Suicide Prevention in Rural Primary Care
People who die by suicide are more likely to have been seen by a primary care provider in the 30 days prior to their death than any other health care discipline. In rural areas especially, where behavioral health resources are fewer and stigma around seeking mental health help may be greater, it is crucial that primary care providers have the knowledge, skills, and tools necessary to help prevent suicide among their clients. This webinar series introduced a simple toolkit to help put suicide prevention protocols into place in a practice or clinic, and walked participants through the screening, assessment, and intervention phases of suicide prevention. Tips for addressing suicidal issues via telehealth were also included.
Office Protocols, Screening, and Assessment
August 26, 2020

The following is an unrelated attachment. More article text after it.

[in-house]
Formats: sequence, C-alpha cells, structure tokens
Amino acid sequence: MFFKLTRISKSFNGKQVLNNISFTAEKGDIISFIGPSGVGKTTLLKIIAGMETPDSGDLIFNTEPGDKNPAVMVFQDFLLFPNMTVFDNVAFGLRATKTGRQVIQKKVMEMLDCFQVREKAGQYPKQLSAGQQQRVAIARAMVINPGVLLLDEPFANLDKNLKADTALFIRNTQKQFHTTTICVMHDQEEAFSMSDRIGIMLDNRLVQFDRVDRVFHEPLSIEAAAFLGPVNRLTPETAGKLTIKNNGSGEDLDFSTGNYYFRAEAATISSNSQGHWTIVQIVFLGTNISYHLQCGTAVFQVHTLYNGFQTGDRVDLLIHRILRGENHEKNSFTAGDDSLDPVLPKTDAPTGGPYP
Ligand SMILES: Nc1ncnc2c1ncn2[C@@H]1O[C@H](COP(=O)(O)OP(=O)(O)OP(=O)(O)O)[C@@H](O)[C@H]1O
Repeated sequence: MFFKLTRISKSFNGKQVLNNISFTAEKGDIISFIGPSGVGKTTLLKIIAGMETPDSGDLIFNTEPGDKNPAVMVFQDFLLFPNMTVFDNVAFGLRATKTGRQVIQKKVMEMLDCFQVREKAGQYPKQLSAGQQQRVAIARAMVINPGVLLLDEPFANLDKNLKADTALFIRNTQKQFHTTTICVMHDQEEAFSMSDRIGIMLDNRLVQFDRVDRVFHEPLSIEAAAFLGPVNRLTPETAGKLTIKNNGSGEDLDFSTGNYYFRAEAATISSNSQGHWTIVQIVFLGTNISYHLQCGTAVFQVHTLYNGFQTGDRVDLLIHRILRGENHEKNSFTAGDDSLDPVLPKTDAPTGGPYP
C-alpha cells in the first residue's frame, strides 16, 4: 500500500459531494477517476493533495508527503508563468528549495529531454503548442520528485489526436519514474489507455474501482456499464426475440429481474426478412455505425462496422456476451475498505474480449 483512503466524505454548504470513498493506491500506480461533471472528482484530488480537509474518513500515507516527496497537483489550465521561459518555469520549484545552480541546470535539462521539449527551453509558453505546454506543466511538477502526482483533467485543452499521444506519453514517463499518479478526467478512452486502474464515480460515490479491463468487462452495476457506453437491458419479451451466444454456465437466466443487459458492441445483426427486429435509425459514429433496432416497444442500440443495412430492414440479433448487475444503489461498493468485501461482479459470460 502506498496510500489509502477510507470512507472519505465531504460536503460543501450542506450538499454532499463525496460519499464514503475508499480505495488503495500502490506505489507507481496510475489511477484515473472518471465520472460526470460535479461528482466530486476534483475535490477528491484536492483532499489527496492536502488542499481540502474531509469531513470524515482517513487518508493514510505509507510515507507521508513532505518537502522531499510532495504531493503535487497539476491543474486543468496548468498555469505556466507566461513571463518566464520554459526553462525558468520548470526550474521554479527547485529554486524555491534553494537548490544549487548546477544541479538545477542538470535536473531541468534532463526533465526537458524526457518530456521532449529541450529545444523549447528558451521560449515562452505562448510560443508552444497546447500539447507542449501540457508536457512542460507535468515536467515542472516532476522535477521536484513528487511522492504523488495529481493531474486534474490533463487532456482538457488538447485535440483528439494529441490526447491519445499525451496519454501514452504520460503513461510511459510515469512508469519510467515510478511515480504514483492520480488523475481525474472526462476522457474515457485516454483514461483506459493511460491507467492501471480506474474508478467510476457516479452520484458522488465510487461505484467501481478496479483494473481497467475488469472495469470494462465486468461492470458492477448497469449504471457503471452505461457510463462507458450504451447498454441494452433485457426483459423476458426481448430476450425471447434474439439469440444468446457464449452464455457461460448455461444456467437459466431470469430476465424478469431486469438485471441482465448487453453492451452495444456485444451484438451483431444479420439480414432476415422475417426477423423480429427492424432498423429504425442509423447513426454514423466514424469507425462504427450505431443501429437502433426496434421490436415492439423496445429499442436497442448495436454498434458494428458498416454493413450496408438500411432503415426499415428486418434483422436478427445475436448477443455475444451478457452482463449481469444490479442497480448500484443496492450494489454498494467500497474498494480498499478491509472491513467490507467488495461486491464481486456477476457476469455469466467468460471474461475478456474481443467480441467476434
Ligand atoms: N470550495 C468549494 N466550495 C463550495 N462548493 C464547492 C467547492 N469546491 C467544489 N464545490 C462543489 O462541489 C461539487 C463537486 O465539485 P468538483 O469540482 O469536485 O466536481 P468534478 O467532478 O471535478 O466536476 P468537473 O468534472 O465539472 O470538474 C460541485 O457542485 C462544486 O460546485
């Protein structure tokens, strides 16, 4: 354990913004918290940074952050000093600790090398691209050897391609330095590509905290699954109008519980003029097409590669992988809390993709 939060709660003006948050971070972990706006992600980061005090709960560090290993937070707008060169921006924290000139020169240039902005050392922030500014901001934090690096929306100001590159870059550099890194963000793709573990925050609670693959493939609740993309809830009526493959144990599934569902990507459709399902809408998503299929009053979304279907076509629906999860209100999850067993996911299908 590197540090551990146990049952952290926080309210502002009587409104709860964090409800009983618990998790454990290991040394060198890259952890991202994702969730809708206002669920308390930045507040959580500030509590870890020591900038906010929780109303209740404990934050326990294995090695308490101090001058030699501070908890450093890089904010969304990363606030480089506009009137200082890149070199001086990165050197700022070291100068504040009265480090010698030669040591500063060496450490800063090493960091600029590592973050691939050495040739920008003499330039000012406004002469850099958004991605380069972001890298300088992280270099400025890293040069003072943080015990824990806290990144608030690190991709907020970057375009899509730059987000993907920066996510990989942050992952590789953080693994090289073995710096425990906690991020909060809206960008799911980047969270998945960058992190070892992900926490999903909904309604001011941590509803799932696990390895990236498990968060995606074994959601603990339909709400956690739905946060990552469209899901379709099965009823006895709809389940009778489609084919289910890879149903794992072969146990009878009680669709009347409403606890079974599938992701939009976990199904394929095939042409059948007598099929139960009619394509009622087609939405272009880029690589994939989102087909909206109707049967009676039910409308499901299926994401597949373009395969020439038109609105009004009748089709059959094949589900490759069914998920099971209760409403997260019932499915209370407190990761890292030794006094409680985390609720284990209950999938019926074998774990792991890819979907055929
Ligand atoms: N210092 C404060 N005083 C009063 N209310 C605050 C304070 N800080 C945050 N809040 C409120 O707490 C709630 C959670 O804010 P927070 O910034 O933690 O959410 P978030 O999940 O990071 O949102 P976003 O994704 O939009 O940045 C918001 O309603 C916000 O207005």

This session offered an overview of rural suicide issues, contributing factors to suicide rates in rural communities, primary care providers’ critical role in suicide prevention, office protocols, and patient screening and risk assessment.
Intervention, Follow-up, and Telehealth Tips
September 10, 2020
This session covered intervention including medication, safety planning, documentation, and follow-up for patients expressing suicidal ideation as well as tips for helping patients via telehealth.
Liza Tupa, PhD
Technical Trainer, Mountain Plains MHTTC
Director of Education and Research, WICHE
Dr. Liza Tupa is the Director of Education and Research for the Western Interstate Commission for Higher Education, Behavioral Health Program (WICHE BHP) and a technical trainer for the Mountain Plains MHTTC. A licensed clinical psychologist, her work at the WICHE BHP has included expanding rural psychology internship development to seven western states, behavioral healthcare workforce training, service delivery system and clinical consultation, statewide behavioral health needs assessments, and developing toolkits for Suicide Prevention in Primary Care and School Behavioral Health Advocacy.